Politics
Flaherty keen to stay on until deficit erased

Sun interview with Finance Minister Jim Flaherty in Toronto, December 19, 2012

Credits: DAVE ABEL/QMI AGENCY

DAVID AKIN | PARLIAMENTARY BUREAU CHIEF

OTTAWA - Finance Minister Jim Flaherty is Canada's sixth longest serving finance minister and if you measure his time on the job by looking at the country's balance sheet, you would hardly think he came into it as a fiscally conservative deficit-hating hawk.

Five of his seven budgets featured outsize deficits, the national debt has grown by more than $100 billion and federal program spending has jumped 37% while revenues have grown only 10%.

And yet, he has no regrets on those scores.

"Not at all, because I know what actually has happened which is for the first two years we paid down about $38 billion of public debt which was our plan," Flaherty said in a year-end interview with Sun News Network.

"But then we hit the Great Recession - the greatest recession since the 1930s - and ... we were pragmatic. We were flexible. We ran a huge deficit. That was a big decision. We did it to contain unemployment and to make sure we didn't have a deep, dark prolonged recession. And I'm glad we did it.

"I'm very proud of the fact that we did what we did, that we had the courage to do it then."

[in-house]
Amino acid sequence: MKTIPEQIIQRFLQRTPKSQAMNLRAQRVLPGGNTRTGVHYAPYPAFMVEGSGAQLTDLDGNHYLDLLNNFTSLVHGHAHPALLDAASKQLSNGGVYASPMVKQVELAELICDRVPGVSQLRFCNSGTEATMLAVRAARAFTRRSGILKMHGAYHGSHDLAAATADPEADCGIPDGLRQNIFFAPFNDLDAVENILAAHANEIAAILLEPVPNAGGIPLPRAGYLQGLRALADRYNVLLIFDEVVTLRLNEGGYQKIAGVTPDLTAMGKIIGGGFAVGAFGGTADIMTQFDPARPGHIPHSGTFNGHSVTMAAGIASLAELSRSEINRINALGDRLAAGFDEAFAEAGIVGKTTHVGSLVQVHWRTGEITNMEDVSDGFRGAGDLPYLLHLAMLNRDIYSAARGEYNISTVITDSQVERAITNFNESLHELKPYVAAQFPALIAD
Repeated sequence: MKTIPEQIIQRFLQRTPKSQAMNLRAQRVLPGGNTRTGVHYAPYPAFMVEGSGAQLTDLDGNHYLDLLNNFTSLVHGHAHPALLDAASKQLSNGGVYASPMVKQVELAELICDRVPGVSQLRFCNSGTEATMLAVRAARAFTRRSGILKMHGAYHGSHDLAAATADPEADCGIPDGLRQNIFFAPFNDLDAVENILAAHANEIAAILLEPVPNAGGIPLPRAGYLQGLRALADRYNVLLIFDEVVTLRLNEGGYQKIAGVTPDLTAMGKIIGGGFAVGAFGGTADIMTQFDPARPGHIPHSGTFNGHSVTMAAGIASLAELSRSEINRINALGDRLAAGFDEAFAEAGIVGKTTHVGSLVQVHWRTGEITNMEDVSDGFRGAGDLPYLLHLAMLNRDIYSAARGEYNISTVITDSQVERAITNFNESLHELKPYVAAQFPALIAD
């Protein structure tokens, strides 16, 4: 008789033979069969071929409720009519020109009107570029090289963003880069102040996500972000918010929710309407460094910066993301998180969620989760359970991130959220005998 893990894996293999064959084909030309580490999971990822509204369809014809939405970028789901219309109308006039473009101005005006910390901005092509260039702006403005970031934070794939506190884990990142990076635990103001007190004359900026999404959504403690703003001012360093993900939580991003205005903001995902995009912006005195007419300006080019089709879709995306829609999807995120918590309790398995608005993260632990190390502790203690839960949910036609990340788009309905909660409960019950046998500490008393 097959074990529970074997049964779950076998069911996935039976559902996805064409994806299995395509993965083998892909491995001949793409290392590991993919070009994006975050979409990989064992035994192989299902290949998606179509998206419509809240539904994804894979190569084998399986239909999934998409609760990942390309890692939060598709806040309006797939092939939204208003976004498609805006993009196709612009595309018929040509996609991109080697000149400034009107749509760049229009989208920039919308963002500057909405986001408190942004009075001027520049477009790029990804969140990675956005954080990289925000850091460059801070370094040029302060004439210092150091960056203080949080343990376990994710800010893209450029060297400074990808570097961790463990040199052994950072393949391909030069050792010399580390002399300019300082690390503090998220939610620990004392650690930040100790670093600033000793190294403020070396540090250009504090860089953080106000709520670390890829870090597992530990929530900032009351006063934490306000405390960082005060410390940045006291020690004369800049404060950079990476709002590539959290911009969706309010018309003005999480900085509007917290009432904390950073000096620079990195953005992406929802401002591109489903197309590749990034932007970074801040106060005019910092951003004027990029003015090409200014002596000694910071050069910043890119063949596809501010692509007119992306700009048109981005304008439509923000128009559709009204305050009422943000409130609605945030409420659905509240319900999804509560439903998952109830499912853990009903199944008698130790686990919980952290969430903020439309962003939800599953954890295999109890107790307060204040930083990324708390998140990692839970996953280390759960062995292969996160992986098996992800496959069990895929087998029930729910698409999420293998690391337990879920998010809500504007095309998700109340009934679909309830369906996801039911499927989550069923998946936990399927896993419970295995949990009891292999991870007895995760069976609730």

Flaherty is fond of pointing to other measurements - beyond the balance sheet - as signs of his government's success. Canada leads the G8 industrialized countries when it comes to job creation, the soundness of its financial system and has been near or at the top for the last few years when it comes to the pace of economic growth.

And yet, Flaherty hopes the Prime Minister Stephen Harper keeps him on the job long enough erase that deficit.

"I intend to see it through," he said. "Our plan in 2009, in that big budget, was to get back to balanced budget in the medium-term. We're on track to do that. And I very much do want to see it through to the end."

Flaherty will be 63 at the end of the month and, some in Ottawa have noticed that he has, at times over the last several weeks, looked out of sorts. But in the interview, he said his health is fine.

"I'm all right and looking forward to the holidays and taking a break. It's been a very busy year and it's been a long seven years - almost - as finance minister."

And here's a note: If Harper keeps him in the job until the next general election in 2015, he will by then have become Canada's second longest-serving finance minister.

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